Tangled marks an interesting point in Disney’s evolution. For a decade, Pixar had produced more creative and more artistic films. It had produced more memorable characters and more impactful stories. With that company’s acquisition in 2006, Disney also bought the brains behind Pixar’s magic in John Lasseter.
With Lasseter in charge of all creative for both companies, though, the vision behind each set of films began to meld and slowly become indistinguishable from one another.
Tangled marks a clear beginning of that process. It is the first film that Lasseter oversaw from start to finish. The film was announced a year after Lasseter took hold of the reins and Pixar became part of the Disney family of companies.
With a budget of $250-million, Disney bet big on Tangled being a huge success. Given the box office gold that had come with Lasseter’s previous projects, it was more than likely a safe bet. But it was still $100-million more than anything Disney had spent on a film in the past decade.
The Princess and the Frog, while successful at the box office, was not quite as successful as Disney had hoped. To appeal to a broader audience (read: boys) and bring in more cash, the name of this film was changed from Rapunzel to Tangled. The move was an attempt to stop marketing princess movies to young girls and bring more boys back into the Disney fan base. The move was decried as sexist by many (after all, how many movies with a male lead are renamed to bring more girls into theatres?), and they have a point.
While Rapunzel is a strong female lead, she requires the men in her life to accomplish her goals. Lasseter’s most successful characters — from Woody and Buzz to Marlin and Nemo, to Mike and Sully, and even Carl Frederickson and Russell — lean in a decidedly male direction. Lasseter’s female characters (see: The Incredibles, Finding Nemo, Toy Story, Ratatouille, Cars, Up) are mostly sidekicks or tag-alongs. Brave and Wall-E are the few notable exceptions.
Disney’s shift in creative direction away from its classic princesses and into this more male-dominated story-telling is an unfortunate Lasseter trademark.
But on a technical level, Tangled did much to bring Disney into the modern age of computer animation. The quality of artistry in the film is unparalleled, and light years ahead of the Saturday-morning-cartoon styles of Bolt, Chicken Little or even Meet the Robinsons. From a sheer numbers perspective, Tangled pushes the limits of what computers were able to render on screen to that point. Rapunzel has about 70 feet of hair, bunched into about 100,000 strands. The lantern scene has over 45,000 floating lanterns in a single shot. The same sequence shows a crowd of over 3,000 individuals. The technology to govern all these digital objects didn’t exist when Tangled was first green lit, but was instead developed as needed by the studio — something that is true for many of the films Pixar produces.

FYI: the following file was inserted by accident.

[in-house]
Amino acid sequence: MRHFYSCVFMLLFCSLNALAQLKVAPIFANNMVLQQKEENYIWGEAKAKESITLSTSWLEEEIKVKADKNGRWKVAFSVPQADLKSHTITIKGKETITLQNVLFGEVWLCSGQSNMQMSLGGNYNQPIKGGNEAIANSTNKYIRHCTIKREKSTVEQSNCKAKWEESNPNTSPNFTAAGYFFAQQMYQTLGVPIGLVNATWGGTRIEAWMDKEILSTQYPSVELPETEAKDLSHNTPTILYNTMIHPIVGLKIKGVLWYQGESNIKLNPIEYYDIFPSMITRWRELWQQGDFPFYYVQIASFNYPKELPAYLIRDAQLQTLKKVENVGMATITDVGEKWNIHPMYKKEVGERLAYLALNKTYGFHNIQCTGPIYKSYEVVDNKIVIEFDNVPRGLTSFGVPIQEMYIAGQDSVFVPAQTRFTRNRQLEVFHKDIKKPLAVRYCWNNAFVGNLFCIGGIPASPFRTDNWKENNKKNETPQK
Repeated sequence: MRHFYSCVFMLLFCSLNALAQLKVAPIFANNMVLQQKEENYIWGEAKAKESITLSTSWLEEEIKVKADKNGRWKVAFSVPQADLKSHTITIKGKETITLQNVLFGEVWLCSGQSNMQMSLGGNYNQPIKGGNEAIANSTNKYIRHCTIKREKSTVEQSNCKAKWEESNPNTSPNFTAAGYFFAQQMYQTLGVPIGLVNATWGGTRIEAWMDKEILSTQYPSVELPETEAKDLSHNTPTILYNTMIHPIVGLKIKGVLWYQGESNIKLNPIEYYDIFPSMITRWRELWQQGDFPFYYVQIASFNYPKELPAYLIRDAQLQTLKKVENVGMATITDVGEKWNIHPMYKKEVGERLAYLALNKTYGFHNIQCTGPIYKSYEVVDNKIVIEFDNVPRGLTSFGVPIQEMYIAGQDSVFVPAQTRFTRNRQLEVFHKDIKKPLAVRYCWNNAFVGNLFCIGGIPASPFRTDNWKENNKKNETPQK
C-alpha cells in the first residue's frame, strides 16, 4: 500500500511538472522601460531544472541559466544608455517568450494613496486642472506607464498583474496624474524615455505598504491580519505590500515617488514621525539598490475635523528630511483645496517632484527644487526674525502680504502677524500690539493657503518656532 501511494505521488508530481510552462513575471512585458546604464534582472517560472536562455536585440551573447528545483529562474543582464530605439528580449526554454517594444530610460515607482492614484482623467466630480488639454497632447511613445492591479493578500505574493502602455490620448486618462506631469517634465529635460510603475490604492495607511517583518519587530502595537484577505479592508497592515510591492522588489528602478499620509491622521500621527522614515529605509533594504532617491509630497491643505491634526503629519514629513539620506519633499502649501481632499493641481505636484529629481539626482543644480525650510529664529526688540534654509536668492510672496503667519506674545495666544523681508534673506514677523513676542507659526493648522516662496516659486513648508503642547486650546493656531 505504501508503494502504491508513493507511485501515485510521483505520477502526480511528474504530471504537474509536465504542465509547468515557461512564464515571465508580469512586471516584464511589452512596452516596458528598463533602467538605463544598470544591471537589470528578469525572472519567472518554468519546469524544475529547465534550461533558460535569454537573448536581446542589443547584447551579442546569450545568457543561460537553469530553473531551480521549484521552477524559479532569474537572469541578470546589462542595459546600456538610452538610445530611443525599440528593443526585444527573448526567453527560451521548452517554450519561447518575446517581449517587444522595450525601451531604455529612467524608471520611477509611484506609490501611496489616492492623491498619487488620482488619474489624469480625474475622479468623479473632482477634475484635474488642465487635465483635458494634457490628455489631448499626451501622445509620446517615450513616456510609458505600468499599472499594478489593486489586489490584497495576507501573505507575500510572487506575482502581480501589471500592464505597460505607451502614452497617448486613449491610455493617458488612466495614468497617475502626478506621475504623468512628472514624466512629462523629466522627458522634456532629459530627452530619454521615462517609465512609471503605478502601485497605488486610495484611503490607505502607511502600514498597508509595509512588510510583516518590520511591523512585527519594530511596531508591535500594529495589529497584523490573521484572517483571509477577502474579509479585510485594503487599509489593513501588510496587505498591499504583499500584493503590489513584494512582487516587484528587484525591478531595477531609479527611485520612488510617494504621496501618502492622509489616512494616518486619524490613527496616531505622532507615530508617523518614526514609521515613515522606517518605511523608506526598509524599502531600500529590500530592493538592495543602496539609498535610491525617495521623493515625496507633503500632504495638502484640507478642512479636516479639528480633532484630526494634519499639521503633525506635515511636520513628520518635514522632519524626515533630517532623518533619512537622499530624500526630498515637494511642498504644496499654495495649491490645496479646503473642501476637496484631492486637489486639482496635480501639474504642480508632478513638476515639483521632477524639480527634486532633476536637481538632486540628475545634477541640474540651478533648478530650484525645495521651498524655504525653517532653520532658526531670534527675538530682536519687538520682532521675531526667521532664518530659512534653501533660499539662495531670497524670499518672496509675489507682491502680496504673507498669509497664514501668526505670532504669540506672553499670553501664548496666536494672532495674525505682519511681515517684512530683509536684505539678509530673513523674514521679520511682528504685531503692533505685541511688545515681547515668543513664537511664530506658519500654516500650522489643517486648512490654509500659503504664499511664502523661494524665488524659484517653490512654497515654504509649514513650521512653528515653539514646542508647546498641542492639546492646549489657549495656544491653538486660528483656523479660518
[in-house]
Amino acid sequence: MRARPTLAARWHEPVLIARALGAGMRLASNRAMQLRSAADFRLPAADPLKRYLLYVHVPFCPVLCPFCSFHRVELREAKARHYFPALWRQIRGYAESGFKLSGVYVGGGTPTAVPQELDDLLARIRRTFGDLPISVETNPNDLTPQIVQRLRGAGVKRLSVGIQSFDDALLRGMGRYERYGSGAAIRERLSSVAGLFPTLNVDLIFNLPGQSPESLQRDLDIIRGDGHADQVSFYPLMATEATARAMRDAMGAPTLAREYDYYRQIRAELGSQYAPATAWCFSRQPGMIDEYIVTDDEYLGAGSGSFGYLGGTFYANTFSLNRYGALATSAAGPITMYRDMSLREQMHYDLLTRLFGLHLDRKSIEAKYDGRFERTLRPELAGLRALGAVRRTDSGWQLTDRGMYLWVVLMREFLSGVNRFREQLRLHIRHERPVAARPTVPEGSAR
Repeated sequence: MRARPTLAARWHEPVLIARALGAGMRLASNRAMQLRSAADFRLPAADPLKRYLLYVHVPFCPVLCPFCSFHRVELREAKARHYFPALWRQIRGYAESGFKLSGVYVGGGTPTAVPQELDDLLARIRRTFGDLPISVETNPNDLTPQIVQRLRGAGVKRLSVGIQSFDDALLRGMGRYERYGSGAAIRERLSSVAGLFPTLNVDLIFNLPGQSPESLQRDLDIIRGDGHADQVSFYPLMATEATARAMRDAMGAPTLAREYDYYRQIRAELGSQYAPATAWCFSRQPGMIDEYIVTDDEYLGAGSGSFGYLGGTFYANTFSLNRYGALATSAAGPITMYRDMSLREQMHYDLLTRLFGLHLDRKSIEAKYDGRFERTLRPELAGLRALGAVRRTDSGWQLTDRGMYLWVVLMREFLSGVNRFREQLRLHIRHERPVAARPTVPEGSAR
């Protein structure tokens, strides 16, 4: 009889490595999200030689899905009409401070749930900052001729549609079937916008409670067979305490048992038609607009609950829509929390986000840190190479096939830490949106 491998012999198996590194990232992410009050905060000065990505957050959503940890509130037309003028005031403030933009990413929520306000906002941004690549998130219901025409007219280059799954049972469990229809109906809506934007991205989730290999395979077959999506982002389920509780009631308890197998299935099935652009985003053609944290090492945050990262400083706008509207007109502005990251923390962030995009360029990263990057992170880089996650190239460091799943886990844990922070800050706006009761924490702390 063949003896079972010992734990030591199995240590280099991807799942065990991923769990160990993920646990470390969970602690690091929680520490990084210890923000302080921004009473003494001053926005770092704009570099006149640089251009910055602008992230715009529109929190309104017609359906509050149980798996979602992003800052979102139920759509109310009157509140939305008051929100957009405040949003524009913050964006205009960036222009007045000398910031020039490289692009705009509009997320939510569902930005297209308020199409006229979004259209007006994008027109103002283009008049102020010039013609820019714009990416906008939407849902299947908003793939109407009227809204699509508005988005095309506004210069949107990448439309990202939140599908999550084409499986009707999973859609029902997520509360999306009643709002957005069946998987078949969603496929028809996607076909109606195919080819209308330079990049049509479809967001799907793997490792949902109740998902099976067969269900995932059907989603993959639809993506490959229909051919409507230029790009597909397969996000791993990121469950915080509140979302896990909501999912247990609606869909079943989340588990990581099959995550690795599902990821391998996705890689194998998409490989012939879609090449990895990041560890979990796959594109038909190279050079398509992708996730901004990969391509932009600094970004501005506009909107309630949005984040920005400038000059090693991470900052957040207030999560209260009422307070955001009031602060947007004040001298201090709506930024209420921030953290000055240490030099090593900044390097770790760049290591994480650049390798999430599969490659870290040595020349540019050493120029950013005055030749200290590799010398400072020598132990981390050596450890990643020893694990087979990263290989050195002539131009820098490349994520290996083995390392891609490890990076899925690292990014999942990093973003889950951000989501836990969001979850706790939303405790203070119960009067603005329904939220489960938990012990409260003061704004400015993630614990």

The story focuses on a young woman coming of age while locked in a tower, only to meet a fast-talking thief on the run from the same palace that she was stolen from as a child. It is not bogged down with needless subplots, like alien invasions or being hunted by family members. Instead, the story is high simplified and focuses instead on the personal developments of individual characters.
Critics fell in love with the film and almost unanimously announced that Disney magic had returned to the studio. Tangled earned a 90 per cent fresh rating on Rotten Tomatoes and opened in second place at the box office (Harry Potter and the Deathly Hallows: Part 1 took the top spot). It eventually took in nearly $600-million worldwide at the box office, easily beating out its Dreamworks competitor for the year, Megamind, which took in a relatively paltry $321-million.
Once again, though, Pixar’s movie of 2010, Toy Story 3, blew away all competition by breaking the $1-billion mark and winning the Oscar for Best Animated Feature Film.
Tangled does hold a special place in the Disney canon, though, as the 50th animated feature film — an achievement that played heavily in the film’s marketing.
But as Pixar’s revenues easily outpace Disney’s, and competition with Dreamworks becomes an annual necessity, the path to success feels increasingly obvious: Follow Lasseter. As Lasseter’s vision for animation, artistry and storytelling become the core of Disney’s corporate identity, the products of the two studios are starting to become increasingly difficult to tell apart.